Coming up at Council, Kirkland Food Hotline Serves Residents, PSE Offers Bill Assistance to Customers Impacted by COVID-19, Community Engagement Appreciation Series Part 2, Celebrate Earth Month, Thanking our Hardworking Telecommunicators, and More!

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this week in kirkland

April 15, 2020

city of kirkland washington

Coming up at Council on Tuesday, April 21

City Council

The Kirkland City Council’s next “virtual” meeting takes place Tuesday, April 21. The meeting uses video conferencing technology provided by Zoom in response to Gov. Jay Inslee’s “Stay Home, Stay Healthy” order. The regular business meeting begins at 7:30 p.m. and is preceded by a 5:30 p.m. study session.

The agenda for the April 21 meeting will be available on the City website prior to the meeting at: Kirkland City Council agendas. The meeting can be viewed in real time via the live stream on the City website at: and is televised on Comcast Cable Channel 21 and Frontier Cable Channel 31.

Here are a few highlights from the agenda:

Study Session Item: Safer Routes to School Action Plans Update

Council will receive an update on the Safer Routes to School Action Plan, which looks at how we can make it safer for children to walk and bike to school. This plan is being developed in partnership with the Lake Washington School District, law enforcement, design professionals, students, parents and community members.

Earth Month Proclamation

Mayor Penny Sweet and the City Council will proclaim April as Earth Month, in honor of the month-long environmental call-to-action meant to champion good environmental stewardship. For more about Earth Month and to play Earth Month Bingo, visit the City website.  

COVID-19 Update

Per an ongoing Council directive, the Council will receive an update from City Manager Kurt Triplett on the City’s continued response to COVID-19. The update will include the most current information from the City’s Emergency Operations Center (EOC) and updates on City operations. For more information on the City’s response to COVID-19, please visit the COVID-19 information webpage.

Emergency Management: Ordinance Relating to the Violation of a Lawful Order

The Council will contemplate Ordinance O-4724, which would make it a misdemeanor crime to knowingly and willfully violate the lawful order of a public officer in direct response to a proclaimed emergency or disaster affecting Kirkland. This Ordinance is in response to the COVID-19 pandemic but would apply to future proclamations of emergency in Kirkland. 

2020 Neighborhood Safety Program (NSP) Project Recommendations

Council will review the Neighborhood Safety Program project recommendations for 2020 and receive an update on the recommended street light projects for 2019.  Since the NSP’s inception in 2014, more than $2.7 million has been allocated to neighborhood safety projects throughout the City.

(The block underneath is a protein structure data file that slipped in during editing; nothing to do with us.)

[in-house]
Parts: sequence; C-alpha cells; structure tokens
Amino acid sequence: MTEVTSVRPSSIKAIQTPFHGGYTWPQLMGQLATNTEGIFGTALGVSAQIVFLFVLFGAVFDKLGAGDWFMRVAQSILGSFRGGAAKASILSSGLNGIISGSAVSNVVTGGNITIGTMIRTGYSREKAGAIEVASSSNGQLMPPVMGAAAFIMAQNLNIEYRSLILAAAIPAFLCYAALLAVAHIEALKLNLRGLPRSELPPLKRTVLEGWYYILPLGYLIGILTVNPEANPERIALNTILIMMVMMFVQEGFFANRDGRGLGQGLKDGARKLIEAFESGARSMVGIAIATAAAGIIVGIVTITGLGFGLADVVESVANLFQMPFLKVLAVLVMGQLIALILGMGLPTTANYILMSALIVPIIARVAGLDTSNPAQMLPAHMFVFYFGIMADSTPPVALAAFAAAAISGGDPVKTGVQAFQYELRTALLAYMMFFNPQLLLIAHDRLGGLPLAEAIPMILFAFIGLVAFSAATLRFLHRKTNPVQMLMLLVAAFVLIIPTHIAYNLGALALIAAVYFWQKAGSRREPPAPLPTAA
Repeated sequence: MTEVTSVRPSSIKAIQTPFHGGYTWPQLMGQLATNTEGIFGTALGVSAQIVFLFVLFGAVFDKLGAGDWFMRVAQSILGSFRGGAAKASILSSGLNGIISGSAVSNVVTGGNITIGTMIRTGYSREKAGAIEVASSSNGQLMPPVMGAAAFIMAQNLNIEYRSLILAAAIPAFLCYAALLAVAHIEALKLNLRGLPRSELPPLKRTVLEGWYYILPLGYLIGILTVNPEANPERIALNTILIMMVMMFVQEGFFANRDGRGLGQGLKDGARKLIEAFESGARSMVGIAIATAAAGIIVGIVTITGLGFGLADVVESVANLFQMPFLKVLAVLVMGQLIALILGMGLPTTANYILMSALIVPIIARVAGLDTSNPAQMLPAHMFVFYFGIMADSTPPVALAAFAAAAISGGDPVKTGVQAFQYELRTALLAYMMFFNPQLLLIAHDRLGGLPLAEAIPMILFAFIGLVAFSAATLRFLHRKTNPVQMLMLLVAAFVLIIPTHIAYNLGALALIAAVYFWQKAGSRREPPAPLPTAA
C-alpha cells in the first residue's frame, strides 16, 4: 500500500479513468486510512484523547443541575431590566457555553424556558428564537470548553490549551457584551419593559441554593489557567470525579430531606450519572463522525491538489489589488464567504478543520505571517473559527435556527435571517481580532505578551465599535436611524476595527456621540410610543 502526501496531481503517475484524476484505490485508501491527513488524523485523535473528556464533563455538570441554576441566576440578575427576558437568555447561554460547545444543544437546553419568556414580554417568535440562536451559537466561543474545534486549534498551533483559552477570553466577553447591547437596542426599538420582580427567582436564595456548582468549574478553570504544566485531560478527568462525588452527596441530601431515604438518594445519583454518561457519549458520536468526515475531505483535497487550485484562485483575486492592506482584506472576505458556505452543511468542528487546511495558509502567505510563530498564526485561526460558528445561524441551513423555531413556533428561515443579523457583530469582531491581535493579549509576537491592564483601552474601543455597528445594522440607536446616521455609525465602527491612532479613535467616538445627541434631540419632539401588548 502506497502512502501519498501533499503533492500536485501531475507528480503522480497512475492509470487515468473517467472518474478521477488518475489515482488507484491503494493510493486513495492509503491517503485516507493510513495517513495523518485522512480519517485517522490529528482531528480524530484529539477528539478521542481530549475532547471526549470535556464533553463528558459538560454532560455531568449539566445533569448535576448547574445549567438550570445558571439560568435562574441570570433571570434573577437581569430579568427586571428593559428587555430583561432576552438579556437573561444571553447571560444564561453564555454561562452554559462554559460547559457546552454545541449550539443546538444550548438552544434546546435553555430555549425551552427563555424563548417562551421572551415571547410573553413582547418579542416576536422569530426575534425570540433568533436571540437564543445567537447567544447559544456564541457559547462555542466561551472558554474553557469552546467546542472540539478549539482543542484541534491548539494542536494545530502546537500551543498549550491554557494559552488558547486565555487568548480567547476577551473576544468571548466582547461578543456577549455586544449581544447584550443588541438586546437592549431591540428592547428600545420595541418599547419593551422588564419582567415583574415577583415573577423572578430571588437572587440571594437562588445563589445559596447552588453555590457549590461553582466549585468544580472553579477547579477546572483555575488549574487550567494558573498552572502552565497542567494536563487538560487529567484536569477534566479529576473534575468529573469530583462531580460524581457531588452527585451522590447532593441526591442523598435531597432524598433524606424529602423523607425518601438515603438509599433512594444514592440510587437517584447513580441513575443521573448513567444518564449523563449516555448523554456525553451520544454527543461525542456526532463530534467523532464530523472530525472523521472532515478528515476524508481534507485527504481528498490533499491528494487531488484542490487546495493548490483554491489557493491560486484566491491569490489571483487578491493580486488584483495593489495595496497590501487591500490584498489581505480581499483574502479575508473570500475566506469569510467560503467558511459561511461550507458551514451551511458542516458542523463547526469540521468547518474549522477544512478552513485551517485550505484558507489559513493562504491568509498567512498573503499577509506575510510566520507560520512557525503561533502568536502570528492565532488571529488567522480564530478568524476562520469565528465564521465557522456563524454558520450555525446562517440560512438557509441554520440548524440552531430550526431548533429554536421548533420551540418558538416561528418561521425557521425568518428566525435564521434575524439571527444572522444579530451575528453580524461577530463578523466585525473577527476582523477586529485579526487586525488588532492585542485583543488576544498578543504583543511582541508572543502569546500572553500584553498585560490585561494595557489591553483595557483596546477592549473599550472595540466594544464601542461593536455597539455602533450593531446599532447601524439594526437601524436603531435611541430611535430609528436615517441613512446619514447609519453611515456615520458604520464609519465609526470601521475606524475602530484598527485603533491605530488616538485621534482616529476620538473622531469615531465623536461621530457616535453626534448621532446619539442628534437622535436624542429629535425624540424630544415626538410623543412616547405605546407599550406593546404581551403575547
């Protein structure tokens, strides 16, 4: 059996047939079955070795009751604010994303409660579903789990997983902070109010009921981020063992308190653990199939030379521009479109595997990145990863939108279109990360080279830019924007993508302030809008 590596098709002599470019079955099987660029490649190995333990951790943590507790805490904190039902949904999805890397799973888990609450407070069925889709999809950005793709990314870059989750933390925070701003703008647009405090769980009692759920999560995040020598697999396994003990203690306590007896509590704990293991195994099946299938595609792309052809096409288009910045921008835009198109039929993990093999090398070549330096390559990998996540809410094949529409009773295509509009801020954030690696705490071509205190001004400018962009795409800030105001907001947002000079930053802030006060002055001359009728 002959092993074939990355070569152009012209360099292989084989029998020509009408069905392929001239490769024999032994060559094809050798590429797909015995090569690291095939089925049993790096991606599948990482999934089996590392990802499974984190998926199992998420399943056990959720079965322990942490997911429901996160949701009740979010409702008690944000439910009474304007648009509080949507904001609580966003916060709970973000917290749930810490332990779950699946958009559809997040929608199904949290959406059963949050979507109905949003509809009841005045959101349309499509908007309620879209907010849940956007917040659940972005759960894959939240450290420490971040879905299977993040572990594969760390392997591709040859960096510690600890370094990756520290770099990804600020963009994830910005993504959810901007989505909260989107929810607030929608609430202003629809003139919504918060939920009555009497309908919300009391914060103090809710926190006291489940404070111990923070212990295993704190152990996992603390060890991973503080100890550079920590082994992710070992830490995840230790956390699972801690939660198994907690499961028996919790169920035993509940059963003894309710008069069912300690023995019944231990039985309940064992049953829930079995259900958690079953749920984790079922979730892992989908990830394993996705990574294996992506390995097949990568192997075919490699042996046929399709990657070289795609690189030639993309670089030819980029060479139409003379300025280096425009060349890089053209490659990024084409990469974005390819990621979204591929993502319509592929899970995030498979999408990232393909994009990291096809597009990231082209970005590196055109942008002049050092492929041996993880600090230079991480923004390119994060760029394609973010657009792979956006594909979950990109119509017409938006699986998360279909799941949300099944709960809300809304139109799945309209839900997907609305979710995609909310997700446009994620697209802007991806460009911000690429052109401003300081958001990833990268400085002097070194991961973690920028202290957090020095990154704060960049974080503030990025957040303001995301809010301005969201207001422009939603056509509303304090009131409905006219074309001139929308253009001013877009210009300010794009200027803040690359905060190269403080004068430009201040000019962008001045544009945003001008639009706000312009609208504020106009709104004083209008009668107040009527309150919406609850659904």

2021 Capital Improvements Priorities

The Council will contemplate capital project prioritization through the lens of the COVID-19 outbreak, which has changed the economic landscape of the City and introduced unanticipated financial impacts. The prioritization framework is based on eight policy principles, which use a variety of tools including the 2019 – 2020 City Work Plan, the Police and Fire Strategic Plans and Council Goals, along with other plans and commitments to help guide the prioritization process.  

Community Safety Advisory Group Recommendation

Council will contemplate a Resolution accepting the Community Advisory Safety Group (ComSAG) report and directing City staff to conduct further public outreach. Additionally, the Council will receive initial feedback garnered through outreach to the ComSAG and will review questions slated for a proposed community survey regarding a potential fire and emergency medical services ballot measure.    

Communications Master Use Permit – Cingular Wireless PCS

Council will conduct a preliminary review of a proposed Communications Master Use Permit with New Cingular Wireless PCS, LLC, for an initial term of 10 years to facilitate its deployment of small cell wireless technology in the City.

Tree Code Enforcement Updates

Council will receive a briefing on proposed Kirkland Municipal Code (KMC) amendments relevant to Tree Code Enforcement standards. These amendments are related to draft amendments to KMC Chapter 95, entitled Tree Management and Required Landscaping.

Public Participation

As always, the Kirkland City Council welcomes public involvement at its meetings and would like to encourage community members to take advantage of its available options for remote participation, including the public comment voicemail line, at 425-587-3090, or the public comment email account at:

Comments received through voicemail and email by 3 p.m. Tuesday, April 21, will be read into the record during the Council Meeting, with the following caveats:

  • When and if a particular agenda item receives a large number of comments, the City will read into the record three (3) comments representing each side of the presented issue. The comments will be selected based on the date and time received, giving priority to the earliest received comments.